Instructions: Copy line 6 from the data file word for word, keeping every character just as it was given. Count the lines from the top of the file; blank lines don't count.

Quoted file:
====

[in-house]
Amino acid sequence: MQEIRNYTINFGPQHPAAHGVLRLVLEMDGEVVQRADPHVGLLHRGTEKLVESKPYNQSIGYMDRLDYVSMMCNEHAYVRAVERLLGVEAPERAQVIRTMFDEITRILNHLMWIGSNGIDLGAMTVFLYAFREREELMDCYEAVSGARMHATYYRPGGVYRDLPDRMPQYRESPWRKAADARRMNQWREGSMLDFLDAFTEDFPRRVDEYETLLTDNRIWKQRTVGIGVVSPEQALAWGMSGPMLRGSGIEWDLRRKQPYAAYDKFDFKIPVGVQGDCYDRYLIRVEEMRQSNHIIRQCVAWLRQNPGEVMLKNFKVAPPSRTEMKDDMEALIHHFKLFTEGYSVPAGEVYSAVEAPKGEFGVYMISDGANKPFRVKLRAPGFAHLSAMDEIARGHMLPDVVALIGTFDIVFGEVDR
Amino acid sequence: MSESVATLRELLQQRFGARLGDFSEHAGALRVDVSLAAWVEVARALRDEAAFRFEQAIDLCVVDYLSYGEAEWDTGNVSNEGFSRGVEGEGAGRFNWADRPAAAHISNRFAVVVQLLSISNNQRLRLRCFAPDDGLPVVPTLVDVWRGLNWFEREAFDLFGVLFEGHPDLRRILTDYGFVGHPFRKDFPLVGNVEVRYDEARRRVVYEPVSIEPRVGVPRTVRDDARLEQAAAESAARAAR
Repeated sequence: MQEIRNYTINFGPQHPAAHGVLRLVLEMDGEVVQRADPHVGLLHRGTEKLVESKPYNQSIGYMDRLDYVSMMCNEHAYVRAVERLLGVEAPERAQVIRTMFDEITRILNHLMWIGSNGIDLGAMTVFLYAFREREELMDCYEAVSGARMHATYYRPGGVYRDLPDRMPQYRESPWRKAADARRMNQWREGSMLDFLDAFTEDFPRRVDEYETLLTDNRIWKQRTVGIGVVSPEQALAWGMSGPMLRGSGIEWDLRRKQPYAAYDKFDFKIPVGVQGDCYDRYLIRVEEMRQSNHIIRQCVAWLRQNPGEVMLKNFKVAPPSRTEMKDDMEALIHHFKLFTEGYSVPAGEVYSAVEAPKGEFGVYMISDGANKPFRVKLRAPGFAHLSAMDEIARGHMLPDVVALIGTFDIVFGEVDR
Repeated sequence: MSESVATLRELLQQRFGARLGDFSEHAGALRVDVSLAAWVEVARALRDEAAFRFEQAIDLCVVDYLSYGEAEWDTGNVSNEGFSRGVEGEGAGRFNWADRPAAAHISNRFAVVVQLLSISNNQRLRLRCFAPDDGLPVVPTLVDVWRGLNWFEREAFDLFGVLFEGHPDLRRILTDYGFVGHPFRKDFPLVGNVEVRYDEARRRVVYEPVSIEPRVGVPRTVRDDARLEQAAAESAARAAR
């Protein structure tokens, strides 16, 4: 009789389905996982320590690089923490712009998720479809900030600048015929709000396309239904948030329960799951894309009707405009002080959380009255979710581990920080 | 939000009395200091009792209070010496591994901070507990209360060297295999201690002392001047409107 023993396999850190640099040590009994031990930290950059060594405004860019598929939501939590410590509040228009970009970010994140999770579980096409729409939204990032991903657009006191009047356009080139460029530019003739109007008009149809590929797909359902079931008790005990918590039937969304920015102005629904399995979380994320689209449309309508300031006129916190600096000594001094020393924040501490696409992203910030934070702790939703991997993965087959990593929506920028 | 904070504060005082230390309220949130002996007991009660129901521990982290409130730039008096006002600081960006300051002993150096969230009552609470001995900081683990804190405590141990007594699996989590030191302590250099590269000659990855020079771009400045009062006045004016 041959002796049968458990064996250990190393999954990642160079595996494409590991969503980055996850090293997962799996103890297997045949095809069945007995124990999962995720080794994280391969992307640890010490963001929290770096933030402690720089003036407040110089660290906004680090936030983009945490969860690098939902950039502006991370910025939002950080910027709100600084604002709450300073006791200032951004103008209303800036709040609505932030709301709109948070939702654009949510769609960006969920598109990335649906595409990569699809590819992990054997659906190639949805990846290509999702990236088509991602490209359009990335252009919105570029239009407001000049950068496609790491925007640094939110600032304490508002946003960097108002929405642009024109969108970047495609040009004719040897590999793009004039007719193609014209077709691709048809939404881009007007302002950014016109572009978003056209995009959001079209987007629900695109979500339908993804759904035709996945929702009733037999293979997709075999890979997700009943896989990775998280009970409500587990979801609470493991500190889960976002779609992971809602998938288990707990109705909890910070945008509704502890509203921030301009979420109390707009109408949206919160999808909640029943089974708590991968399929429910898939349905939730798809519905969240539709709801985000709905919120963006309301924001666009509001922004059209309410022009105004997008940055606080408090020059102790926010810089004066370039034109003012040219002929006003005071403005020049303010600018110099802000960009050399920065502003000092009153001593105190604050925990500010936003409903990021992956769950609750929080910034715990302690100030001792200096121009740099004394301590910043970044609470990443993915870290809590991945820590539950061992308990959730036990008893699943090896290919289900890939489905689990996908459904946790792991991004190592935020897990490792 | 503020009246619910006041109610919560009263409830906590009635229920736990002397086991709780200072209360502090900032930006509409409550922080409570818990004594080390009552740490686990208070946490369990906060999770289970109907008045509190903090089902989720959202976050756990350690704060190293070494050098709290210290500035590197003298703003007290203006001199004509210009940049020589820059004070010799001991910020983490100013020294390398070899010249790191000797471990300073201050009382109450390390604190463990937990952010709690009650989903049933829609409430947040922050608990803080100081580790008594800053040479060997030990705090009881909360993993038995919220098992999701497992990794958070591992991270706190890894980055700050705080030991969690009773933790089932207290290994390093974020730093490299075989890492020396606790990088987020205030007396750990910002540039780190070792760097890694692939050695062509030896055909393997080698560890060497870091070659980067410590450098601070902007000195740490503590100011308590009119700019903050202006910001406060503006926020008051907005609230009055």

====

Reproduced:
């Protein structure tokens, strides 16, 4: 009789389905996982320590690089923490712009998720479809900030600048015929709000396309239904948030329960799951894309009707405009002080959380009255979710581990920080 | 939000009395200091009792209070010496591994901070507990209360060297295999201690002392001047409107 023993396999850190640099040590009994031990930290950059060594405004860019598929939501939590410590509040228009970009970010994140999770579980096409729409939204990032991903657009006191009047356009080139460029530019003739109007008009149809590929797909359902079931008790005990918590039937969304920015102005629904399995979380994320689209449309309508300031006129916190600096000594001094020393924040501490696409992203910030934070702790939703991997993965087959990593929506920028 | 904070504060005082230390309220949130002996007991009660129901521990982290409130730039008096006002600081960006300051002993150096969230009552609470001995900081683990804190405590141990007594699996989590030191302590250099590269000659990855020079771009400045009062006045004016 041959002796049968458990064996250990190393999954990642160079595996494409590991969503980055996850090293997962799996103890297997045949095809069945007995124990999962995720080794994280391969992307640890010490963001929290770096933030402690720089003036407040110089660290906004680090936030983009945490969860690098939902950039502006991370910025939002950080910027709100600084604002709450300073006791200032951004103008209303800036709040609505932030709301709109948070939702654009949510769609960006969920598109990335649906595409990569699809590819992990054997659906190639949805990846290509999702990236088509991602490209359009990335252009919105570029239009407001000049950068496609790491925007640094939110600032304490508002946003960097108002929405642009024109969108970047495609040009004719040897590999793009004039007719193609014209077709691709048809939404881009007007302002950014016109572009978003056209995009959001079209987007629900695109979500339908993804759904035709996945929702009733037999293979997709075999890979997700009943896989990775998280009970409500587990979801609470493991500190889960976002779609992971809602998938288990707990109705909890910070945008509704502890509203921030301009979420109390707009109408949206919160999808909640029943089974708590991968399929429910898939349905939730798809519905969240539709709801985000709905919120963006309301924001666009509001922004059209309410022009105004997008940055606080408090020059102790926010810089004066370039034109003012040219002929006003005071403005020049303010600018110099802000960009050399920065502003000092009153001593105190604050925990500010936003409903990021992956769950609750929080910034715990302690100030001792200096121009740099004394301590910043970044609470990443993915870290809590991945820590539950061992308990959730036990008893699943090896290919289900890939489905689990996908459904946790792991991004190592935020897990490792 | 503020009246619910006041109610919560009263409830906590009635229920736990002397086991709780200072209360502090900032930006509409409550922080409570818990004594080390009552740490686990208070946490369990906060999770289970109907008045509190903090089902989720959202976050756990350690704060190293070494050098709290210290500035590197003298703003007290203006001199004509210009940049020589820059004070010799001991910020983490100013020294390398070899010249790191000797471990300073201050009382109450390390604190463990937990952010709690009650989903049933829609409430947040922050608990803080100081580790008594800053040479060997030990705090009881909360993993038995919220098992999701497992990794958070591992991270706190890894980055700050705080030991969690009773933790089932207290290994390093974020730093490299075989890492020396606790990088987020205030007396750990910002540039780190070792760097890694692939050695062509030896055909393997080698560890060497870091070659980067410590450098601070902007000195740490503590100011308590009119700019903050202006910001406060503006926020008051907005609230009055």